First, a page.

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The Stage Career of Cicely Hamilton (1895–1914)


Seán Moran

Drawing on recently released or previously neglected archive material, this book is the first dedicated to the stage career of Cicely Hamilton (1872–1952). Best known for her work with the women’s suffrage movement, Hamilton was at the same time deeply committed to the commercial stage as an actress, dramatist and activist. The book draws extensively on Hamilton’s own recollections as well as those of her close associates, supplemented by contemporary press reviews and articles, and concludes with a chronology of the productions in which she performed as a touring actress based on confirmed dates and venues.

This book «(…) is a fascinating and fantastic resource for current and future scholars of Hamilton’s work, as well as those interested in the wider framework of (…) the theatre industry of the late nineteenth and early twentieth centuries.»

Dr. Naomi Paxton (School of Advanced Study, University of London)

«With its documentation and assessment of Hamilton's touring career, (…) this well written and meticulously researched study provides an original contribution to theatre, dramatic, and reception history.»

Prof. Dr. Rudolf Weiss (University of Vienna)

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A page in a history for the use of students; a professor’s comments in a classroomlecture, a question or two in an examination paper – that is the form in which thegreat man survives, that is fame!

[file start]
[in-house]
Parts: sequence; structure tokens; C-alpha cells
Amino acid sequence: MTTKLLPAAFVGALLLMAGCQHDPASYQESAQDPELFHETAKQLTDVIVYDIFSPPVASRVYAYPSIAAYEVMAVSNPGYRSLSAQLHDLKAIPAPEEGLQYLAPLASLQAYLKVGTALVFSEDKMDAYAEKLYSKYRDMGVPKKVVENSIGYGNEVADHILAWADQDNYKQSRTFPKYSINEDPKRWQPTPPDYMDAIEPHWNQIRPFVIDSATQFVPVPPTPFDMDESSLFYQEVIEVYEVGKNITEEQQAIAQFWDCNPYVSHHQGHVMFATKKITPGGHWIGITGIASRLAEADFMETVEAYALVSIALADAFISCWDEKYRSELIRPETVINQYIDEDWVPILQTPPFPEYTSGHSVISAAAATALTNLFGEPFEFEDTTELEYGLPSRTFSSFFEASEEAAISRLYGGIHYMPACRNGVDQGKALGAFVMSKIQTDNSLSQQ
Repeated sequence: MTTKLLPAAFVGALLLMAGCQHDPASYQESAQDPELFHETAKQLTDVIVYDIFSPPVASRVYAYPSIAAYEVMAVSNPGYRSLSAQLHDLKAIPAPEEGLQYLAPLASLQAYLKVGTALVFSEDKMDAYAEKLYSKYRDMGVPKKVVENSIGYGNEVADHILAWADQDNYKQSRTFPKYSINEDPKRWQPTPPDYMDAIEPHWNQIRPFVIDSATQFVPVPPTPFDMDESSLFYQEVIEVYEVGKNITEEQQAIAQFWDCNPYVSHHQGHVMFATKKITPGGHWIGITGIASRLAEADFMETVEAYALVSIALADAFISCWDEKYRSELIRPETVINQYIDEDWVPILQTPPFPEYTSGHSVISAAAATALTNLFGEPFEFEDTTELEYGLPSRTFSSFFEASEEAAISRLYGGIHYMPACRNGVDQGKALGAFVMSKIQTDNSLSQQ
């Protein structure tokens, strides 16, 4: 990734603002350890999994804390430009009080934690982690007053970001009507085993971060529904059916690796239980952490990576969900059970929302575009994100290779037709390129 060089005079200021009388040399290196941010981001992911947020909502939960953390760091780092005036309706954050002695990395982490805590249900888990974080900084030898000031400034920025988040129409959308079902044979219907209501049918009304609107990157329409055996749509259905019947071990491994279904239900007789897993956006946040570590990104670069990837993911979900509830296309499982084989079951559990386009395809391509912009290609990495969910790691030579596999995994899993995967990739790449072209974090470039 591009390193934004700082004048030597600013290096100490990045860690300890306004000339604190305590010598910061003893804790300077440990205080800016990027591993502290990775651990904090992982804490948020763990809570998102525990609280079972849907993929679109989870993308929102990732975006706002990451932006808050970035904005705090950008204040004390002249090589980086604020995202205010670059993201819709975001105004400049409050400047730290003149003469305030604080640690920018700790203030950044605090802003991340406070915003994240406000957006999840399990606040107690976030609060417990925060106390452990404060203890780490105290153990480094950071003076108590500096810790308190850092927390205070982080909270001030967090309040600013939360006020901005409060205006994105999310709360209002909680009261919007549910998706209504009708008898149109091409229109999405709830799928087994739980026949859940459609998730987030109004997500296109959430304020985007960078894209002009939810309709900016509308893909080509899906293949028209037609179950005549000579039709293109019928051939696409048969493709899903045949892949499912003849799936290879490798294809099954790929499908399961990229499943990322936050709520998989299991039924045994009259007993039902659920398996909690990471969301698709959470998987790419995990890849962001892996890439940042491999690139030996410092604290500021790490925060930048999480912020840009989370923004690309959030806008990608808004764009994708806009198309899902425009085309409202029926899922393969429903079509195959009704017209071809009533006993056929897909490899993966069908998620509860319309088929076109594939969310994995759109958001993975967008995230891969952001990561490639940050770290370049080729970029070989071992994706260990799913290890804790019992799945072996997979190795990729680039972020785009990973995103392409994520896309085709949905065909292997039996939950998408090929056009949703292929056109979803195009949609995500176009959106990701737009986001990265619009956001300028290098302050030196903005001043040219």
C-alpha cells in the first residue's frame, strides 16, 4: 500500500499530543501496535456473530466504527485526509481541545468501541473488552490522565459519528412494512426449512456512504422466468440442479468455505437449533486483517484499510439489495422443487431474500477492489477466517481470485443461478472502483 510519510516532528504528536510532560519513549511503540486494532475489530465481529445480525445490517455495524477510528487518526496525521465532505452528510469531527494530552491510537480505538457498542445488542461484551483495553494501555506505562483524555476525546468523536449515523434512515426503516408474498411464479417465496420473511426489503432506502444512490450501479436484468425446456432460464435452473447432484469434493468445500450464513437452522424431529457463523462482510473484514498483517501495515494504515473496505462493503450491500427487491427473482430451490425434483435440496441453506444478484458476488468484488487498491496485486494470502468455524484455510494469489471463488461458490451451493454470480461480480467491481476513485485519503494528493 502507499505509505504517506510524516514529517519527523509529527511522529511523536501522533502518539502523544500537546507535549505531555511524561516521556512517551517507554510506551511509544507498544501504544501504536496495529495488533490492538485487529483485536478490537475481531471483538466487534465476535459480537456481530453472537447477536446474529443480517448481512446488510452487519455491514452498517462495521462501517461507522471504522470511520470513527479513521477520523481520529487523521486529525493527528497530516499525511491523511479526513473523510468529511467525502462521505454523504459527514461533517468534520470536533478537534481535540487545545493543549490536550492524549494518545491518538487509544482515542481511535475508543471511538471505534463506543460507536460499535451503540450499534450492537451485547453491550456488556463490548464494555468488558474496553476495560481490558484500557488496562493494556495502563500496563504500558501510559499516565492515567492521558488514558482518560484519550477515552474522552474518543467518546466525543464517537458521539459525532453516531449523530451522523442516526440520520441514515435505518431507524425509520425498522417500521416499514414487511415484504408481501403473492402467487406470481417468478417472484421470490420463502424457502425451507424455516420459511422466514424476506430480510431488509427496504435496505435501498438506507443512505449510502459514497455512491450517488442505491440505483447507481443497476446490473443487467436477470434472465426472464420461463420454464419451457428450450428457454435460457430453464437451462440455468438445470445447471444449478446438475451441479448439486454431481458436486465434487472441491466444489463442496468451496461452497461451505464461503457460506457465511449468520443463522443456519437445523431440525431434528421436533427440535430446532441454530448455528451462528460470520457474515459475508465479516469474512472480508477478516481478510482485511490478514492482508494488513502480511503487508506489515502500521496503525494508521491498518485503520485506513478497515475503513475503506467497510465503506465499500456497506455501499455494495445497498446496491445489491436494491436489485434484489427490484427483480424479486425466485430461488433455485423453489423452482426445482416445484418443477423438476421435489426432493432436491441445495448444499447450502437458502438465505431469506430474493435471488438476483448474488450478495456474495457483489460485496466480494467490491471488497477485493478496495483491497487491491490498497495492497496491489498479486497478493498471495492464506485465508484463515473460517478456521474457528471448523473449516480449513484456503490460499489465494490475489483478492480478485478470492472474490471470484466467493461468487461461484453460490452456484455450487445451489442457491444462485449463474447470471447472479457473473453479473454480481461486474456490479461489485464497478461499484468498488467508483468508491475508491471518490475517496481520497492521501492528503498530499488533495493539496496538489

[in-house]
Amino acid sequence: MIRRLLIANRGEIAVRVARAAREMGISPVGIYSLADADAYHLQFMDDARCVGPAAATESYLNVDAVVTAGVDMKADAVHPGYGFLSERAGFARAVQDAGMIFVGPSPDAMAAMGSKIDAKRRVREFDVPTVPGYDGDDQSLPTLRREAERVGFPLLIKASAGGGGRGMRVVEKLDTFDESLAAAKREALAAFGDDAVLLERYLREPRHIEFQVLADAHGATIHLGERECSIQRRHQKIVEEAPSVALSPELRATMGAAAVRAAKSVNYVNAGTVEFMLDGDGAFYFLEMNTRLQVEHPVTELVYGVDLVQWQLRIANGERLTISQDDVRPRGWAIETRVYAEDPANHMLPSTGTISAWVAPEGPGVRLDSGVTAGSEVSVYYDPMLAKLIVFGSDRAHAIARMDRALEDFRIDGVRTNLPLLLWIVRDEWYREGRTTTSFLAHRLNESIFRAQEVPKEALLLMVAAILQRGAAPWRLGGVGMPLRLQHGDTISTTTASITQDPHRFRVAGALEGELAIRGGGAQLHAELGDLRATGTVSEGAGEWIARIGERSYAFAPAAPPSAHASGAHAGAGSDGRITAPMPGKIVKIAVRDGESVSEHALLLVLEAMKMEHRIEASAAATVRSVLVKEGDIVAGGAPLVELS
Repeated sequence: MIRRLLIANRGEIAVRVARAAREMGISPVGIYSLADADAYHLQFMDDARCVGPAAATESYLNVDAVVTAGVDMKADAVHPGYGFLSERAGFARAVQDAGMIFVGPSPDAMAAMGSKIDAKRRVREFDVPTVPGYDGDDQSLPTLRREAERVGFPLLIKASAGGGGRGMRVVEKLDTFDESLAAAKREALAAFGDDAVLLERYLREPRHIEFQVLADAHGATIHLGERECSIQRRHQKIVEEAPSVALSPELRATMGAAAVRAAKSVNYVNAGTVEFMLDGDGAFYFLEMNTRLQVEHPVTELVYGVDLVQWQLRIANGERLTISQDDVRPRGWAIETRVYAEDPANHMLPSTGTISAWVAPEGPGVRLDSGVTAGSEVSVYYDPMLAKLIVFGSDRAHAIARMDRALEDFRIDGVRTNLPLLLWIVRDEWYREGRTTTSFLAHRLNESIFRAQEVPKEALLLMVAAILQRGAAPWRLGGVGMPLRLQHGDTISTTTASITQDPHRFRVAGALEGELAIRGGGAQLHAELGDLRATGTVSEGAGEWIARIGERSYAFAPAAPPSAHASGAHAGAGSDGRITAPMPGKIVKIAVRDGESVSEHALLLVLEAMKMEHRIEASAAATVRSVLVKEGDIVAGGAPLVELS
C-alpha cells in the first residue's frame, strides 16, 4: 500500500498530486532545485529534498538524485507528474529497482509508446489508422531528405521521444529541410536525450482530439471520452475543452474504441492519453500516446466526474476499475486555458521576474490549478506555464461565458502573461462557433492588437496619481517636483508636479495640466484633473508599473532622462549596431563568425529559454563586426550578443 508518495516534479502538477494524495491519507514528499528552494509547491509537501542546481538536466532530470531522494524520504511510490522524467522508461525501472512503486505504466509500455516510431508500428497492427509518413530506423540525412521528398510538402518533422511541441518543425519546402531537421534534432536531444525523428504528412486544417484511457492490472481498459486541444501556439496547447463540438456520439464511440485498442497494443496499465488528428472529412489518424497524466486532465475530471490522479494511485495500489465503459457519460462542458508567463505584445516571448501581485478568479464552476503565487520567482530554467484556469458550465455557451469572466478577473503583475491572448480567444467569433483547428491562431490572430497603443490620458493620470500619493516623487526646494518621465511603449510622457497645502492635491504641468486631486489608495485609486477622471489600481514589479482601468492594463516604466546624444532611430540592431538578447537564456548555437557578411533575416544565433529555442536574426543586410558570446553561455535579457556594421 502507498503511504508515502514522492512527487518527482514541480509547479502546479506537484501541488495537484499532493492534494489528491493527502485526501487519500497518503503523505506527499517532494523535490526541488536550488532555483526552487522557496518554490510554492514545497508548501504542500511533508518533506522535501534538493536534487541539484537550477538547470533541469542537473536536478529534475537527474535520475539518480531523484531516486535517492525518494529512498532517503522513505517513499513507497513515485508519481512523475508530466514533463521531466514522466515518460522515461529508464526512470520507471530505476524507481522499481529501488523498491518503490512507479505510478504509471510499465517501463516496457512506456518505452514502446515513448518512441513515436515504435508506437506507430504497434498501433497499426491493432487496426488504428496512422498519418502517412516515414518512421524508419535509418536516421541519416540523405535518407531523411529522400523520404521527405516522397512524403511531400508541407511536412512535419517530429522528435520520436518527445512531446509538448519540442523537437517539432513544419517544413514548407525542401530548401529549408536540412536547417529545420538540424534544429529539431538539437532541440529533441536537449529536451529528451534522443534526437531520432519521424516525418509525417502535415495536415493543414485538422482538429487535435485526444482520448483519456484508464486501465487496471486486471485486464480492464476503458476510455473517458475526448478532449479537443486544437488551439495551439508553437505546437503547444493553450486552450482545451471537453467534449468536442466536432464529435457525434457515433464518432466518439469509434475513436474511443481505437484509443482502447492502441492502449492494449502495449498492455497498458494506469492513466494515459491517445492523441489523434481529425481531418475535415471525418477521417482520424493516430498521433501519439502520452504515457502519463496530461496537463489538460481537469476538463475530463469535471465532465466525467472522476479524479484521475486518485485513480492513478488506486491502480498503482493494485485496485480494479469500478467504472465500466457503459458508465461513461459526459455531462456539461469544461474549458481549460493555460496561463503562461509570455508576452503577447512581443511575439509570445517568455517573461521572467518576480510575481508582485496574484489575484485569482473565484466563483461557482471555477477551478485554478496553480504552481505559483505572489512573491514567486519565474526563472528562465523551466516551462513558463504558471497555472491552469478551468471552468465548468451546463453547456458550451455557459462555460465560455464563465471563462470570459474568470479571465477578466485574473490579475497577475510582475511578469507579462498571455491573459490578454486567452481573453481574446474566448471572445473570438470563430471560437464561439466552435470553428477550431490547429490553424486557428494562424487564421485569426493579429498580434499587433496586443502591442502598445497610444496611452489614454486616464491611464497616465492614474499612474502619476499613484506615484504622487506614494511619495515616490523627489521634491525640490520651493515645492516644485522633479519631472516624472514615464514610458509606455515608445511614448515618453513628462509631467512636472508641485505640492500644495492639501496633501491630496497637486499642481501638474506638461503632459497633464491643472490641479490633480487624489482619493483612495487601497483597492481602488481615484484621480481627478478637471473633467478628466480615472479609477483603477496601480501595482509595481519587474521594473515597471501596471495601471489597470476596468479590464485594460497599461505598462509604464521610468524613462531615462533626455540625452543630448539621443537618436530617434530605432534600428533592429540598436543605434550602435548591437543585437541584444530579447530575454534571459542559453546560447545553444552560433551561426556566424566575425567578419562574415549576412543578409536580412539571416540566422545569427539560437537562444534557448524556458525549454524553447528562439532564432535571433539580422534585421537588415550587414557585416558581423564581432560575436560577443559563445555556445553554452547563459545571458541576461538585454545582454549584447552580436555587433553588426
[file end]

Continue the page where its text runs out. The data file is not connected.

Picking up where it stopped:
Cicely Hamilton, Full Stop.

Cicely Mary Hammill (1872–1952) was many things in a long life. Above all she was Cicely Hamilton, a name change she felt obliged to make on entering the acting profession some time around 1895. In this new persona, she acted on tour and in the West End; wrote dramas (including three for children) and seven novels, as well as romantic and detective fiction and a series of ten travel journals. She campaigned for women’s rights both before and after the First World War; she broadcast on the BBC; worked as a translator; contributed articles to an influential feminist periodical and to some of the most popular newspapers of her age. She worked as an administrator at a French Red Cross hospital between 1914 and 1917; led a theatre company that toured the Western Front, and through all this was a committed Christian. Yet despite this catalogue of achievements, she is best remembered for her activities as part of the women’s suffrage movement between 1908–1914.

For a writer most readily associated with the cause, she showed reservations over the significance of the vote which alienated her from many of her contemporaries. In fact, she took a fiercely individual stance on every...

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